What is forex hedging?

Forex hedging is the act of strategically opening additional positions to protect against adverse movements in the foreign exchange market.

Hedging itself is the process of buying or selling financial instruments to offset or balance your current positions, and in doing so reduce the risk of your exposure. Most traders and investors will seek to find ways to limit the potential risk attached to the exposure, and hedging is just one strategy that they can use.

Why hedge forex?

A trader might opt to hedge forex as a method of protecting themselves against exchange rate fluctuations. While there is no sure-fire way to remove risk entirely, the benefit of using a hedging strategy is that it can help mitigate the loss or limit it to a known amount.

Currency hedging is slightly different to hedging other markets, as the forex market itself is inherently volatile. While some forex traders might decide against hedging their forex positions – believing that volatility is just part and parcel of trading FX – it boils down to how much currency risk you are willing to accept.

If you think that a forex pair is about to decline in value, but that the trend will eventually reverse, then hedging can help reduce short-term losses while protecting your longer-term profits.

Three forex hedging strategies

There are a vast range of risk management strategies that forex traders can implement to take control of their potential loss, and hedging is among the most popular. Common strategies include simple forex hedging, or more complex systems involving multiple currencies and financial derivatives, such as options.

Simple forex hedging strategy

A simple forex hedging strategy involves opening the opposing position to a current trade. For example, if you already had a long position on a currency pair, you might choose to open a short position on the same currency pair – this is known as a direct hedge.

Though the net profit of a direct hedge is zero, you would keep your original position on the market ready for when the trend reverses. If you didn’t hedge the position, closing your trade would mean accepting any loss, but if you decided to hedge, it would enable you to make money with a second trade as the market moves against your first.

Some providers do not offer the opportunity for direct hedges, and would simply net off the two positions. With IG, the force-open option on our platform enables you to trade in the opposite direction from your initial trade, keeping both positions on the market.

Multiple currencies hedging strategy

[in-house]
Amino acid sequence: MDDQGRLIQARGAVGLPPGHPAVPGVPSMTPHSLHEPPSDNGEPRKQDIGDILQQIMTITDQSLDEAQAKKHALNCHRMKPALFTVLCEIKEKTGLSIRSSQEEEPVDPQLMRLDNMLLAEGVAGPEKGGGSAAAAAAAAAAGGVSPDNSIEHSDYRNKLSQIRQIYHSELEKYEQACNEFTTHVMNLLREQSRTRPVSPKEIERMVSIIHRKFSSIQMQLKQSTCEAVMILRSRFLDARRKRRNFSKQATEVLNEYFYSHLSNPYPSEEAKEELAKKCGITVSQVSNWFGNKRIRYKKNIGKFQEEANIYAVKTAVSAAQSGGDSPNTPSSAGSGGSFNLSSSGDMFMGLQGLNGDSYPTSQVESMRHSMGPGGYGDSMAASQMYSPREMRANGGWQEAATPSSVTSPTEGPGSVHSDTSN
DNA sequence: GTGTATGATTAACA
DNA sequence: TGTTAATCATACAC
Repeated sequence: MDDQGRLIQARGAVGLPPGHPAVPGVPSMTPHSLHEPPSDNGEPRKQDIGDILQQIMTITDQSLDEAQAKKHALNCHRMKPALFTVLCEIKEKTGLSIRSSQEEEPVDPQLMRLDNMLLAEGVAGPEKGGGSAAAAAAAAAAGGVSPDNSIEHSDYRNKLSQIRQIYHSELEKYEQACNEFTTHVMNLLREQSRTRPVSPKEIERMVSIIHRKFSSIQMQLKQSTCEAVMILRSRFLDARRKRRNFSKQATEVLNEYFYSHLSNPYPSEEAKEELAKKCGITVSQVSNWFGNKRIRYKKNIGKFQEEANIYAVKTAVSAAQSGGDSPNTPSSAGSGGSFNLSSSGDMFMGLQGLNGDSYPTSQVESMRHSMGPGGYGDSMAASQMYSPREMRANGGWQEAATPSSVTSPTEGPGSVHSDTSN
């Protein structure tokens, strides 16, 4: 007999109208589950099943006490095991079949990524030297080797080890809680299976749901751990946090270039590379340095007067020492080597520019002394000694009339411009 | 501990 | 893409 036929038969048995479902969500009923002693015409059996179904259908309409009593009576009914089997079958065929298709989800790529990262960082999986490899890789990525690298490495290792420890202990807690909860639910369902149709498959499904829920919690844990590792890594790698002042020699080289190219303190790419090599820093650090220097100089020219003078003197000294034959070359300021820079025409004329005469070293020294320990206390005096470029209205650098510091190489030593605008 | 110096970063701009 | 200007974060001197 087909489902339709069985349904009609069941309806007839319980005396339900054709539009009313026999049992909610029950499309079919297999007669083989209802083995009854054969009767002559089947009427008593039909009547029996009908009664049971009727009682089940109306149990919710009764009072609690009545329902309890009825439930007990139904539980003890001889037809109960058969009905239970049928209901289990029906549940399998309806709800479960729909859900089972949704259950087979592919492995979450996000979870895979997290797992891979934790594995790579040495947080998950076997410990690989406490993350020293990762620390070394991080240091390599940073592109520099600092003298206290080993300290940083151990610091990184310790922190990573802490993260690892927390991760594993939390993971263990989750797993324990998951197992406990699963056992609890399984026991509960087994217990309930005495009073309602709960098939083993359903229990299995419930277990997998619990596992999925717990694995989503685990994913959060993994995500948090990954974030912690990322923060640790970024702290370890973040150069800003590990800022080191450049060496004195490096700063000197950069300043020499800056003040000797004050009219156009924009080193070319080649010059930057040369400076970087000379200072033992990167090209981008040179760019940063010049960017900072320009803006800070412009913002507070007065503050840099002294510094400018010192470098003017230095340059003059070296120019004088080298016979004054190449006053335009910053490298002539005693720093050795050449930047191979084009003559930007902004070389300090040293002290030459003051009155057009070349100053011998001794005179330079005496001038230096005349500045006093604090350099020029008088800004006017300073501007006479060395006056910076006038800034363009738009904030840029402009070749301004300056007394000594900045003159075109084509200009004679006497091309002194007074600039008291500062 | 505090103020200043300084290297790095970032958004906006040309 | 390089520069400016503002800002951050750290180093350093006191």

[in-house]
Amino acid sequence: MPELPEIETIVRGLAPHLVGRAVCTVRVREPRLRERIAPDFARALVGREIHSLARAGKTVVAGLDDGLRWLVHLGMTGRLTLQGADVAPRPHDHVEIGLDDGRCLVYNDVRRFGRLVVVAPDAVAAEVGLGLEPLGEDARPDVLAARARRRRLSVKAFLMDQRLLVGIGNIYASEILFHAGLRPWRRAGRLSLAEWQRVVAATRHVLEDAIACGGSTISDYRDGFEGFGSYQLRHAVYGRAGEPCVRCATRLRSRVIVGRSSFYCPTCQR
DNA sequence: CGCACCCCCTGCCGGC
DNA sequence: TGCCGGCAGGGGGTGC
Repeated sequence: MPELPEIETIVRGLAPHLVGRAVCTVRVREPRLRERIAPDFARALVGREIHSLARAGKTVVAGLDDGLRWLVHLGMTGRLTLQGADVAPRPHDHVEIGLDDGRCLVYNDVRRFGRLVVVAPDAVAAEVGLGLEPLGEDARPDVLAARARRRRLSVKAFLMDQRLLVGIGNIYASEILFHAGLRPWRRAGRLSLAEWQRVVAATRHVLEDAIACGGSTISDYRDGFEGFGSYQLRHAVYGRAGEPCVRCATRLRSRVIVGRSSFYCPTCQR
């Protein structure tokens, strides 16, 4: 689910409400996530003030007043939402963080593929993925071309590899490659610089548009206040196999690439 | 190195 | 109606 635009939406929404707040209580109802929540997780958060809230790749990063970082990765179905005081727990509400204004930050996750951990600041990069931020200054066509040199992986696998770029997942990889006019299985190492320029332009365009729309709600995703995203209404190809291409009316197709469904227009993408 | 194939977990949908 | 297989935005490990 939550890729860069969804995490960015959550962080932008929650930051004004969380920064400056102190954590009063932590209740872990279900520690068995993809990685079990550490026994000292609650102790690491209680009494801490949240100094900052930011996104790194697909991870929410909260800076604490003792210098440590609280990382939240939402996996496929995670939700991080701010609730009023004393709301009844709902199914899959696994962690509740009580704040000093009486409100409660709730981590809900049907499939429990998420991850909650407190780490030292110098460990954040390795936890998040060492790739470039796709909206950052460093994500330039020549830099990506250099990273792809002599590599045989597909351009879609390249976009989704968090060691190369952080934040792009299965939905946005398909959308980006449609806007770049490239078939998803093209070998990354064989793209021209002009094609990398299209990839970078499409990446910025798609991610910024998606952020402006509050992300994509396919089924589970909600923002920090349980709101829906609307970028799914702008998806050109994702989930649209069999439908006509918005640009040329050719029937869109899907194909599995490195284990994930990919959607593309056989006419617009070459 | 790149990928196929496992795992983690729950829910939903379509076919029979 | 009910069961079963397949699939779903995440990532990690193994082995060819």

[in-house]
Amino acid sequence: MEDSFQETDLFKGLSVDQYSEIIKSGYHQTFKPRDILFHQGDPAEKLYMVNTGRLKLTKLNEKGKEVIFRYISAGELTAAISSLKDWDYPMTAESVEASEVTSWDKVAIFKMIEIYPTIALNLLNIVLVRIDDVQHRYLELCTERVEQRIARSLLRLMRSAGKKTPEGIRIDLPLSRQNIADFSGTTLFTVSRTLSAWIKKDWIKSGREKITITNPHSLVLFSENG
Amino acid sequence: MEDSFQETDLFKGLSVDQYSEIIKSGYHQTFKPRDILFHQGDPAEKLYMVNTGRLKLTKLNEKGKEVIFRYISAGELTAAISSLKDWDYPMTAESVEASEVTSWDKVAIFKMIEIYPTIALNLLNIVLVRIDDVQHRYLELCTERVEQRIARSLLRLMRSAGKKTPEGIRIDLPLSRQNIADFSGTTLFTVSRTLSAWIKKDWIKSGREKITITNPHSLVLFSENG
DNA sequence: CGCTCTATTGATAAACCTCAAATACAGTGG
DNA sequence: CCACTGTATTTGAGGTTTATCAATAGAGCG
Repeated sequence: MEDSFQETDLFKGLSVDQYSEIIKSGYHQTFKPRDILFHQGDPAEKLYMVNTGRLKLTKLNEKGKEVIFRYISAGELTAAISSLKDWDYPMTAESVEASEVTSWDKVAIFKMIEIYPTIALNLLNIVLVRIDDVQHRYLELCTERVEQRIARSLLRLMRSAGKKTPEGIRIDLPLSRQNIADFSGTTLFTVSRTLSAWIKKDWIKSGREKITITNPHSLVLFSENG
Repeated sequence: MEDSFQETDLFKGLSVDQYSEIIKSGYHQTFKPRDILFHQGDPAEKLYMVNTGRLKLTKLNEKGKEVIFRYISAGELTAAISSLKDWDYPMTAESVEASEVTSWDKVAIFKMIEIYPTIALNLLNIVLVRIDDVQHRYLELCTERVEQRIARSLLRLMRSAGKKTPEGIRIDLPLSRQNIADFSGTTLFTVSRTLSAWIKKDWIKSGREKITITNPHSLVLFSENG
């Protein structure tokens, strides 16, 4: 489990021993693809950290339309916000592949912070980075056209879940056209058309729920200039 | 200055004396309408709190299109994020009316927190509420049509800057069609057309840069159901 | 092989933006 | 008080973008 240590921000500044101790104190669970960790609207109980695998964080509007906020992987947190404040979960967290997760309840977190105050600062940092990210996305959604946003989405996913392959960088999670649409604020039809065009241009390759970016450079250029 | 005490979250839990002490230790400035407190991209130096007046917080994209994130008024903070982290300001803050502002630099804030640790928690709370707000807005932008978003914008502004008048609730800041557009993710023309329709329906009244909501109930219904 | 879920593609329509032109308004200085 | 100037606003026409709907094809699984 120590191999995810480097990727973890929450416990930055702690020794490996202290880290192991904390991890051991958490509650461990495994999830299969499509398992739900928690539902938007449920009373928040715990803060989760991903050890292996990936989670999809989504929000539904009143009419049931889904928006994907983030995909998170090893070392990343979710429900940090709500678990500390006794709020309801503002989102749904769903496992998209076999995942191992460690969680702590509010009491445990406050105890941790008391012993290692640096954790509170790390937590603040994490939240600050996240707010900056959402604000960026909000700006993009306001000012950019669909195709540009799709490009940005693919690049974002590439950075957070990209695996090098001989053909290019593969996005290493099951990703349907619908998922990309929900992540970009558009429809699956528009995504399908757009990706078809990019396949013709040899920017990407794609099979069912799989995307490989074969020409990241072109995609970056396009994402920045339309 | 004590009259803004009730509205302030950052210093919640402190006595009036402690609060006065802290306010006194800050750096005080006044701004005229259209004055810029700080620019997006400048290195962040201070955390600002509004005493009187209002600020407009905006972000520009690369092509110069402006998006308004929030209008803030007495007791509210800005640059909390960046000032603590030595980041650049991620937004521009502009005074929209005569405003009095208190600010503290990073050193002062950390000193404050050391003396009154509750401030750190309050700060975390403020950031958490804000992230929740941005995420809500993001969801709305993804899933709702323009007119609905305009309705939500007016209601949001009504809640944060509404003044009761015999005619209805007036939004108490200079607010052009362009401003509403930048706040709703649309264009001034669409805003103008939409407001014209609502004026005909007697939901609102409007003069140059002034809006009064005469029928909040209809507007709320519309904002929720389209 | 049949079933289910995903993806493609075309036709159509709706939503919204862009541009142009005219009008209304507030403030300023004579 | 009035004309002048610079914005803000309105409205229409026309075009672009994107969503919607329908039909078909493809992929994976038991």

Another common FX hedging strategy involves selecting two currency pairs that are positively correlated, such as GBP/USD and EUR/USD, and then taking positions on both pairs but in the opposite direction.

For example, say you’ve taken a short position on EUR/USD, but decide to hedge your USD exposure by opening a long position on GBP/USD. If the euro did fall against the dollar, your long position on GBP/USD would have taken a loss, but it would be mitigated by profit to your EUR/USD position. If the US dollar fell, your hedge would offset any loss to your short position.

It is important to remember that hedging more than one currency pair does come with its own risks. In the above example, although you would have hedged your exposure to the dollar, you would have also opened yourself up to a short exposure on the pound, and a long exposure to the euro.

If your hedging strategy works then your risk is reduced and you might even make a profit. With a direct hedge, you would have a net balance of zero, but with a multiple currency strategy there is the possibility that one position might generate more profit than the other position makes in loss.

But if it doesn’t work, you might face the possibility of losses from multiple positions.

Forex options hedging strategy

A currency option gives the holder the right, but not the obligation, to exchange a currency pair at a given price before a set time of expiry. Options are extremely popular hedging tools, as they give you the chance to reduce your exposure while only paying for the cost of the option.

Let’s say you’re long on AUD/USD, having opened your position at $0.76. However, you are expecting a sharp decline and decide to hedge your risk with a put option at $0.75 with a one-month expiry.

If – at the time of expiry – the price has fallen below $0.75, you would have made a loss on your long position but your option would be in the money and balance your exposure. If AUD/USD had risen instead, you could let your option expire and would only pay the premium.

Forex hedging summed up

Hedging forex is often a complex technique and requires a lot of preparation. Here are some key points for you to bear in mind before you start hedging:

Forex hedging is the practice of strategically opening new positions in the forex market, as a way to reduce exposure to currency risk

Some forex traders do not hedge, as they believe volatility is part of the experience of trading forex

There are three popular hedging strategies: simple forex hedging, multiple currencies hedging and forex options hedging

Before you start to hedge forex, it is important to understand the FX market, choose your currency pair and consider how much capital you have available

It is a good idea to test your hedging strategy before you start to trade on live markets